430 F2d 1302 Mancias v. O/s Nieuwe Market
430 F.2d 1302
Encarnacion MANCIAS, Plaintiff-Appellee,
The O/S NIEUWE MARKET, her engines, tackle, apparel, etc.,
in rem, and Nieuwe Holland Enterprises, Inc., in
United States Court of Appeals, Fifth Circuit.
July 28, 1970.
Gordon L. Briscoe, Harlingen, Tex., for appellants.
Fred Galindo, Galindo & Davidson, Brownsville, Tex., for appellee.
Before GODBOLD, SIMPSON and MORGAN, Circuit Judges.
This is an appeal from a judgment of the Southern District of Texas awarding damages for personal injuries in favor of Encarnacion Mancias against the O/S Nieuwe Market, her engines, tackle, apparel, etc., in rem, and Nieuwe Holland Enterprises, the owner of the vessel, in personam, under the Jones Act, 46 U.S.C. 688 et seq., and under the General Maritime Law of the United States. We affirm.
Mancias was injured aboard the Nieuwe Market when Hurricane Beulah struck the South Texas coast. With the approach of the storm on September 19, 1967, Mancias was ordered by his employer, Stokely Holland, president of Nieuwe Holland Enterprises, Inc., to take the Nieuwe Market, a wooden hull fishing vessel equipped as a shrimp trawler, from Port Isabel, Texas, up the intercoastal canal to the more protected Port of Rio Hondo, Texas. A shrimp boat of the Nieuwe Market class normally carries a crew of three, including the master. On this occasion, however, Mancias was to operate the Nieuwe Market alone. Moreover, another shrimp boat with Holland on board was lashed to the side of the Nieuwe Market. Holland was apparently unskilled in the art of seamanship and was of little assistance to Mancias in the operation of the two vessels.
Upon approaching the entrance to the intercoastal canal, the other shrimper, the Nieuwe Hope, went aground. Mancias spent about two hours trying to free the Nieuwe Hope, but all efforts failed, and he was ordered by Holland to proceed to the Port of Rio Hondo alone, leaving Holland to be rescued by the Coast Guard.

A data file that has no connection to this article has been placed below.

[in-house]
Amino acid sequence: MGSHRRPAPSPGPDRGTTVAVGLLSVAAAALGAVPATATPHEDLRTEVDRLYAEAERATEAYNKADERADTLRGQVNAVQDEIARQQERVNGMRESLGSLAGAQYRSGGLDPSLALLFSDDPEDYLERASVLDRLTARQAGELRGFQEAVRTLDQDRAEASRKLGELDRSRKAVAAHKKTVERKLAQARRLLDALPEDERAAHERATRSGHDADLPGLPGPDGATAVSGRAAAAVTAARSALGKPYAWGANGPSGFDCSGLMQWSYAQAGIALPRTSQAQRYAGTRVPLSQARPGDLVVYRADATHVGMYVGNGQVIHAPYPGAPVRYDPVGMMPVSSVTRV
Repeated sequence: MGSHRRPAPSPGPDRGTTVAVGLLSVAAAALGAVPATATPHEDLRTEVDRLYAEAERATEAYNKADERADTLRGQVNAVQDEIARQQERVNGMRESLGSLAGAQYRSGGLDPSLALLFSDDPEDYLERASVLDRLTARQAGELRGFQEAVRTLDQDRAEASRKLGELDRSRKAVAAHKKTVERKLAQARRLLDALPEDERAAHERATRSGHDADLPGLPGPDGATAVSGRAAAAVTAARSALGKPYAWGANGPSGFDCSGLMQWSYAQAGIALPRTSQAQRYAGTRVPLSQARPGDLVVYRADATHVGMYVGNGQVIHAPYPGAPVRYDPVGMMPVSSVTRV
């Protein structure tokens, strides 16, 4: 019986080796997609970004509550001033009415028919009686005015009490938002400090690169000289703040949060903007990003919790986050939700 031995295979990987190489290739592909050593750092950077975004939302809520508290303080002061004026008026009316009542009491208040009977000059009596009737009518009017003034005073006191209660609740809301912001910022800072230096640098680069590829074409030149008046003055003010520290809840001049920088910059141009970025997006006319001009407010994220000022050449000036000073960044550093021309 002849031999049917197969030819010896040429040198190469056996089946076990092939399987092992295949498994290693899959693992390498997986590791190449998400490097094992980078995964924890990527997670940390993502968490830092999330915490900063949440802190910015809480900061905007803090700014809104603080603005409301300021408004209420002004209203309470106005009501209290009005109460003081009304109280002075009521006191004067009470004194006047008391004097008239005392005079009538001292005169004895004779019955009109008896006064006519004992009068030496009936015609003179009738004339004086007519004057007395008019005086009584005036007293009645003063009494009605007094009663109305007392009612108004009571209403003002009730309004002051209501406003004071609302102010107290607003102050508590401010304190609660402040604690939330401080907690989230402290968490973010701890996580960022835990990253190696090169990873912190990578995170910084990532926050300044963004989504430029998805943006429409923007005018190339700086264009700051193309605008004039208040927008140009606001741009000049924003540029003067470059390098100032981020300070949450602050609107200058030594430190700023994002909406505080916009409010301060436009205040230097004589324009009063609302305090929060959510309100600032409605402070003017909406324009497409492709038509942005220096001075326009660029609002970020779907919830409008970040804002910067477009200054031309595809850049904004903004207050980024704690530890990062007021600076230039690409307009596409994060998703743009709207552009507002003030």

The Nieuwe Market was the last vessel to arrive at Rio Hondo and was compelled to tie up to the outside vessel of a line of other shrimpers secured to some piling, there being no remaining dock space available. Because of this and the worsening weather conditions, Mancias was unable to leave the boat and go ashore. The hurricane struck at 2:00 or 2:30 o'clock the next morning, September 20, 1967. Several boats broke loose from their moorings and the Nieuwe Market was struck in the stern by one of these free-floating shrimpers. Mancias was thrown to the deck on this occasion and, apparently, on several other occasions as he rode out the storm. It is uncontested that Mancias suffered a severe strain to his lower back from his fall (or falls) to the deck.
The district court found that the Nieuwe Market was unseaworthy for lack of an appropriate crew to operate the boat in the existing weather conditions; and that its owner was negligent in forcing Mancias to make the trip alone and under the circumstances then existing and in not making proper arrangements to get Mancias off the boat on his arrival at Rio Hondo. The district court further found that the unseaworthiness of the vessel and the negligence of its owner were the proximate causes of Mancias' injuries, and that Mancias was not guilty of contributory negligence. As to damages, the district court found Mancias was still disabled and that his future wage earning capacity was reduced, and awarded $15,000 and $5,000 for both past and future pain and suffering, in addition to maintenance and cure and loss of wages.
The appellant generally attacks these findings as incorrect.
The record in this case is not as complete as might be desired. There were only two witnesses for the plaintiff-- the plaintiff Mancias himself, and a Dr. Katherine Bend, a chiropractor who treated Mancias for his back ailment; the defense put on no testimony, but the written reports of two medical doctors who examined and treated Mancias were introduced. However, we cannot say that there was not substantial evidence in the record supporting the findings of the trial court, nor that these findings are clearly erroneous within the meaning of Rule 52(a), Federal Rules of Civil Procedure.
The judgment of the district court is hereby